Abstracts (first author)
The genomic landscape of speciation in the repeated adaptive radiations of Nicaraguan crater lake cichlid fishes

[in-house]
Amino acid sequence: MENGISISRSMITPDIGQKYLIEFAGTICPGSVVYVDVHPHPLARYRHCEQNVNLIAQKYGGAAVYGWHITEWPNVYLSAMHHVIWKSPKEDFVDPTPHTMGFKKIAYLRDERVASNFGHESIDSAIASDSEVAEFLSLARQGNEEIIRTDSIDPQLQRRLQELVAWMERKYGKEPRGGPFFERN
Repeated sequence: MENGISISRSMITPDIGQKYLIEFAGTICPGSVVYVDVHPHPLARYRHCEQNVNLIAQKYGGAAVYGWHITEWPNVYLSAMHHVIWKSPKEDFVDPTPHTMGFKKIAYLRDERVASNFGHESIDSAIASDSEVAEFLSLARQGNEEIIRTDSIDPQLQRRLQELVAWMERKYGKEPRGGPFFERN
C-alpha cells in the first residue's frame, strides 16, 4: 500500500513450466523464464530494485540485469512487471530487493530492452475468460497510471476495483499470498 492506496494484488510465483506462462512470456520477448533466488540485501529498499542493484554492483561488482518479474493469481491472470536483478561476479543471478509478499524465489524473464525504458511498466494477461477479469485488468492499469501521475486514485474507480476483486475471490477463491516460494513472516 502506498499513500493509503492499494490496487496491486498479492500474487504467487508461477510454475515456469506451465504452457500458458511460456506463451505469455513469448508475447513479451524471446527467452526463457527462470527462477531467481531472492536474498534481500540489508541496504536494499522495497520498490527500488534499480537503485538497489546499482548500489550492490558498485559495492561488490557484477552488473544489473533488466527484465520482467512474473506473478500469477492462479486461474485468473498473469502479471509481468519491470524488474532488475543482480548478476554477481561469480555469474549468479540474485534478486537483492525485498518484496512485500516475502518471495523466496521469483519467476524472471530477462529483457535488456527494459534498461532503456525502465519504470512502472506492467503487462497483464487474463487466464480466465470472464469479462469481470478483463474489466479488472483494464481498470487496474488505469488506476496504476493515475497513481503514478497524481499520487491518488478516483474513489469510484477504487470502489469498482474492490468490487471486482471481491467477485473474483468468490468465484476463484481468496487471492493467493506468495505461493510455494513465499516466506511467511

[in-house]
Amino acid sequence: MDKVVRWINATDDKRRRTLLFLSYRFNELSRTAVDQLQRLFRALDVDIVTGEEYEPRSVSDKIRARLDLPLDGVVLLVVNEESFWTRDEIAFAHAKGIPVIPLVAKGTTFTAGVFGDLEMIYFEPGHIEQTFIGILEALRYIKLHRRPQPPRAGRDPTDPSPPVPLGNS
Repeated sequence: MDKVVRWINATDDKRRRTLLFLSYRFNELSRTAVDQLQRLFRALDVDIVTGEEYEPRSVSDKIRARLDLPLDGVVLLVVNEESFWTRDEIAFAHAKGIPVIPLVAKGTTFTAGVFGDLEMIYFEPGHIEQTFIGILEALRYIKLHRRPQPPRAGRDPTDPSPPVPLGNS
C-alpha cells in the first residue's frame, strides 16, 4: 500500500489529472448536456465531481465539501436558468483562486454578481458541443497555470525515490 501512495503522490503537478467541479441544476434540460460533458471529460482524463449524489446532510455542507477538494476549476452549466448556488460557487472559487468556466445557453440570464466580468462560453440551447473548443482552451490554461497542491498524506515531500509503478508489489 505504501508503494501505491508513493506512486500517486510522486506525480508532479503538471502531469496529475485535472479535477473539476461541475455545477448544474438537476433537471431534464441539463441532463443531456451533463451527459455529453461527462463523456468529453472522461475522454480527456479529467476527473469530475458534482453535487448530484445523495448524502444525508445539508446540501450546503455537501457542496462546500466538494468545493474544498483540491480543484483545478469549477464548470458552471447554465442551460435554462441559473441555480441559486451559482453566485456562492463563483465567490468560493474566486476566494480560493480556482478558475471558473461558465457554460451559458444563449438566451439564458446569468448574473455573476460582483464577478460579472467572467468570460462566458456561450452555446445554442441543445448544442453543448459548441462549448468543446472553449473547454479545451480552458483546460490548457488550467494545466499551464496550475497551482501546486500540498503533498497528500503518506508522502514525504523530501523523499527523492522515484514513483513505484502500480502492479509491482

Understanding the factors that drive and constrain populations to build up reproductive barriers and diverge is a key objective in evolutionary biology. Based on the framework of ecological speciation, next-generation-sequencing tools allow researchers today to investigate the dynamics of divergent selection and gene flow at a genomic level. Although this endeavor has been very fruitful for our understanding of speciation, no generalities have emerged so far and more empirical data from different taxonomic groups and ecological settings are needed. One of the main questions, for example, concerns the importance of the temporal succession of restricted genomic islands of divergence (divergence hitchhiking) versus a genome-wide progression of divergence (genome hitchhiking). Having colonized several isolated crater lakes from the same source population, Midas cichlid fishes (Amphilophus cf. citrinellus) in Nicaragua have diverged into convergent ecotypes recently, repeatedly, and in sympatry; features that make this an interesting setting for studying the genomics of ecological speciation. Furthermore, the partly repeated and probably still ongoing radiations are at different stages of divergence, which makes this system one of the rare cases to investigate the temporal succession of this process. Here we investigate genomic divergence in the entire Midas cichlid species complex using double-digest restriction-site-associated-DNA sequencing (ddRAD-seq). With 700 individuals our data set covers the whole currently known diversity of the species complex and allows for a multitude of meaningful population genomic comparisons. By mapping the thousands of generated RAD loci on a preliminary Midas cichlid genome assembly, we are able to address questions concerning the genomic landscape of repeated but differently progressed speciation events and provide candidate regions that might harbor the genetic basis of adaptation and speciation in the Midas species cichlid complex.